Challenging existing business models

Existing businesses are driven to innovate by one of four primary reasons – why innovate?.

Once prompted by one of these drivers, businesses typically focus on one of four routes to innovation – how to innovate?.

Looking forward

The business case for innovation is clear. Over the course of our next three publications we will introduce the Business Model Canvas and the concept of Blue Ocean Strategy to provide a framework for understanding innovation. We will then discuss some key enabling technologies and trends and use the framework to understand how innovative businesses are leveraging these to find new ways to create and deliver value.

Introducing the Business Model Canvas

If business models are the recipe for creating value, what are the ingredients? The Business Model Canvas is a visual framework comprising nine segments, or building blocks, that enable us to identify the key drivers of difference or innovation within an organisation.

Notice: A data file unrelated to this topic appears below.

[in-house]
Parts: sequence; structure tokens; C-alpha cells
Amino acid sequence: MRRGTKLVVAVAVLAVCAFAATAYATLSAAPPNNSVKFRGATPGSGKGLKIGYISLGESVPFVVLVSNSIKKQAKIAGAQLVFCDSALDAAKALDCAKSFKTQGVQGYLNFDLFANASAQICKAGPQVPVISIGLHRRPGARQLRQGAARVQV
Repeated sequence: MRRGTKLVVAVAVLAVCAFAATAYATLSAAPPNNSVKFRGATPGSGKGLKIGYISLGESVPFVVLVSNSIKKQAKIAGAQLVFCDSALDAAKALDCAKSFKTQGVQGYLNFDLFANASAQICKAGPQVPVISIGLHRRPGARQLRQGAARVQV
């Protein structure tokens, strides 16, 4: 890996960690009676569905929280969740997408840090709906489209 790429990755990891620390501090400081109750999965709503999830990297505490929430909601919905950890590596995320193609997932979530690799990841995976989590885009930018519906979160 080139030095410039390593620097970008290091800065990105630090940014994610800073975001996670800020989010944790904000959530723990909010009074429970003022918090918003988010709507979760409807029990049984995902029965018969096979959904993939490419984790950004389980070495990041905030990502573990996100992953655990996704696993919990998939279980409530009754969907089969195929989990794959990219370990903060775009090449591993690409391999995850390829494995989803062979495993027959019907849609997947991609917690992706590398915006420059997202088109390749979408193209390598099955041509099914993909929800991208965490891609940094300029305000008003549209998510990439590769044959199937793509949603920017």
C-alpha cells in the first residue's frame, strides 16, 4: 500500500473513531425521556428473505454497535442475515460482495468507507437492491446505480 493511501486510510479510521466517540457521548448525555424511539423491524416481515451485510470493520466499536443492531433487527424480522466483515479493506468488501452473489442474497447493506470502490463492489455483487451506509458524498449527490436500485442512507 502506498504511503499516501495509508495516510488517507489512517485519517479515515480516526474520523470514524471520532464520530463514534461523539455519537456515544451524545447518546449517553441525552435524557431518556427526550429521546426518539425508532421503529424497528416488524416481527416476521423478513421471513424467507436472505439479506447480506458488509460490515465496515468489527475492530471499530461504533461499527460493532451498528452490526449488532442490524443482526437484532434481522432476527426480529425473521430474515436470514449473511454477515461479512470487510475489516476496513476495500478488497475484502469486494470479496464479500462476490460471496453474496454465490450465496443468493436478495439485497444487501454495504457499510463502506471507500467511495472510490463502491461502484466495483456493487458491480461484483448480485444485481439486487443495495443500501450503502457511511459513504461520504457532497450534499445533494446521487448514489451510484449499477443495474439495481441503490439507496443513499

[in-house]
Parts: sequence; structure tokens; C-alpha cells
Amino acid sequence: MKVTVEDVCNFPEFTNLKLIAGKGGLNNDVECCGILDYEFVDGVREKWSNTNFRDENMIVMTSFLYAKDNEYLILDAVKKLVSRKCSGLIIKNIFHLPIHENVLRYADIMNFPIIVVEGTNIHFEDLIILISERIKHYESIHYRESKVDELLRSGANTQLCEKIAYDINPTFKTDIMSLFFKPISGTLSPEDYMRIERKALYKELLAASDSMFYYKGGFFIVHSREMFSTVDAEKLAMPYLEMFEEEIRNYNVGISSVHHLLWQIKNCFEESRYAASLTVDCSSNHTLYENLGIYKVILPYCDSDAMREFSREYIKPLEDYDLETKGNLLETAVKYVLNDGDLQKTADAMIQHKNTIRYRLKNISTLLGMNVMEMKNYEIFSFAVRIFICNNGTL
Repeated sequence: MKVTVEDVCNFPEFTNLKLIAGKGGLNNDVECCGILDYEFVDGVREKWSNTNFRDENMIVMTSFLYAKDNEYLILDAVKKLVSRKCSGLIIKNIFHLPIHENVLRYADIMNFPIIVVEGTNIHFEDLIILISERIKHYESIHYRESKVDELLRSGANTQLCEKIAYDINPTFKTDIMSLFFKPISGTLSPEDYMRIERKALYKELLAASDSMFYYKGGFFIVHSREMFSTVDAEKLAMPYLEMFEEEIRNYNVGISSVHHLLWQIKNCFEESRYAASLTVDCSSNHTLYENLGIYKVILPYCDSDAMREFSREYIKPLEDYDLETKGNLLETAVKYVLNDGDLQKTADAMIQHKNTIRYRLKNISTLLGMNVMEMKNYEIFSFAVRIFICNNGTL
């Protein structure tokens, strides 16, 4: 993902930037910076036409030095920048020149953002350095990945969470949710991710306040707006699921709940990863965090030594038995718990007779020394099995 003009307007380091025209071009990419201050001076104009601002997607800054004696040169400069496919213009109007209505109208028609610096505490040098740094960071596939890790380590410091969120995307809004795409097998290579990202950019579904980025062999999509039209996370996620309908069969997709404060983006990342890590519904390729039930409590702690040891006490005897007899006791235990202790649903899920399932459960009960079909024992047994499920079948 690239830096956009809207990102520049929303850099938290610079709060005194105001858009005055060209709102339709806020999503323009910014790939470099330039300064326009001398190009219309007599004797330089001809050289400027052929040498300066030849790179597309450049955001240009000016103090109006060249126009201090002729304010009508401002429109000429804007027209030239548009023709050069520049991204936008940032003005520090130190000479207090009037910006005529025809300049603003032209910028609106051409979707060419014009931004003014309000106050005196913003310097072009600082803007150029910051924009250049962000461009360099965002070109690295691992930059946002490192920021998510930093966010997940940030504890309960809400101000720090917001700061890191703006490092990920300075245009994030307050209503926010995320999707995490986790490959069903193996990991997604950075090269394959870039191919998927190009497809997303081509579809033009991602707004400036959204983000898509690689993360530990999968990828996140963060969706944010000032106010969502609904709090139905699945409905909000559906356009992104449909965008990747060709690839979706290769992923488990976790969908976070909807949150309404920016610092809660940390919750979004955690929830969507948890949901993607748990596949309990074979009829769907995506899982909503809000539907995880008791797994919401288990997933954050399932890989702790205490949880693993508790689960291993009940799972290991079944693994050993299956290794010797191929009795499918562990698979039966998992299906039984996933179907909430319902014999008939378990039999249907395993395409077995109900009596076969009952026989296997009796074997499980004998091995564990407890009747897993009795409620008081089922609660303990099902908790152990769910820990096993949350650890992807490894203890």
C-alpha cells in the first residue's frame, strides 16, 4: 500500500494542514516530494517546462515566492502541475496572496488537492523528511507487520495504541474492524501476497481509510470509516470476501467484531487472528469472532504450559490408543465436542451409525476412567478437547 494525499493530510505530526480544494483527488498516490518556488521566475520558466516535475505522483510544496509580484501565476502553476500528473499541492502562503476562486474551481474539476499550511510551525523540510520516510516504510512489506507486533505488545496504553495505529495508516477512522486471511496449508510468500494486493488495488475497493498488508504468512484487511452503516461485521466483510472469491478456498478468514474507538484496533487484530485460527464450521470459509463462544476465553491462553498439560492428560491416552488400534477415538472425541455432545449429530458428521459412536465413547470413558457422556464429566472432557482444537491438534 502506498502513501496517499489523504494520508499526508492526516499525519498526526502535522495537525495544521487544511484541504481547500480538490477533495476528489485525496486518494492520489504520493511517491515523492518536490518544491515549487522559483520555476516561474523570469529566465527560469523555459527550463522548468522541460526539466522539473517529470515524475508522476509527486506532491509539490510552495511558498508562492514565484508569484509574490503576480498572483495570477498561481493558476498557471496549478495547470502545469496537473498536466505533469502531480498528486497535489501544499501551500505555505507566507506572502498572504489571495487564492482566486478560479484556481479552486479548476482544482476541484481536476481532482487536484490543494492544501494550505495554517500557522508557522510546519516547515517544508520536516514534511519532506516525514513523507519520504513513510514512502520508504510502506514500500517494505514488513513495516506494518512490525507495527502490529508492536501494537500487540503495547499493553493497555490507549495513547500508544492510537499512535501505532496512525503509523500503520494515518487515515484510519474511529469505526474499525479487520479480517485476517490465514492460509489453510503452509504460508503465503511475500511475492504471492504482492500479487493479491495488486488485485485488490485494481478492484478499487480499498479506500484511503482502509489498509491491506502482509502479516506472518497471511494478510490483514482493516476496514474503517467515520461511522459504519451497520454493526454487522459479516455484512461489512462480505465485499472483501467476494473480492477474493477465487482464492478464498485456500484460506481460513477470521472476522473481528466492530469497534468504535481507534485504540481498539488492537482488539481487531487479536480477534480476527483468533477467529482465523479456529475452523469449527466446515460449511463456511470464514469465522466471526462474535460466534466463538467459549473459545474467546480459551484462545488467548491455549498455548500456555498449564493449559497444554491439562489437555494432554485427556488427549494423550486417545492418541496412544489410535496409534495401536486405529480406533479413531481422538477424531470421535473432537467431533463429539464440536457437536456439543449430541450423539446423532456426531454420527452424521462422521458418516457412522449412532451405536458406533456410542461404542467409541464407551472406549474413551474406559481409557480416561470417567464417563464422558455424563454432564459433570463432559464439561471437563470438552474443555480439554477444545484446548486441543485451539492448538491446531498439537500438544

Our Business Model Innovation series of publications draws heavily on the Business Model Canvas. More information on this tool can be found at

Blue Ocean Strategy

Blue Ocean Strategy dismisses the old dichotomy of competing on either price or value and provides a path to the creation of new value propositions that create new, uncontested markets.

In our second publication we will show how Blue Ocean Strategy and the Business Model Canvas can be combined to break down and understand the innovative approach Nintendo adopted to allow the technologically inferior Wii to compete effectively against Sony's Playstation 3 and Microsoft's Xbox 360.

The drivers and enablers of innovation

In our third publication we will discuss key enabling technologies and trends and investigate how innovative businesses are leveraging these to find new ways to create and deliver value.

Drivers and enablers of innovation


1 "Australia's incentive to lift productivity: $90bn a year". Australian Financial Review, 16 August 2012. Web 15 February 2013 http:// PYYDnqYeG9wmvuwZsJLLyN
2 ibid
3 Manufacturing Futures, Australian Business Foundation for the NSW Business Chamber, April 2011. Web 13 February 2013 Documents/NBC-515_Manufacturing_Futures_Paper.pdf
4 20 Business Models for Sustainability, February 2014, SustainAbility. Web 9 April 2014
5 ibid

The content of this article is intended to provide a general guide to the subject matter. Specialist advice should be sought about your specific circumstances.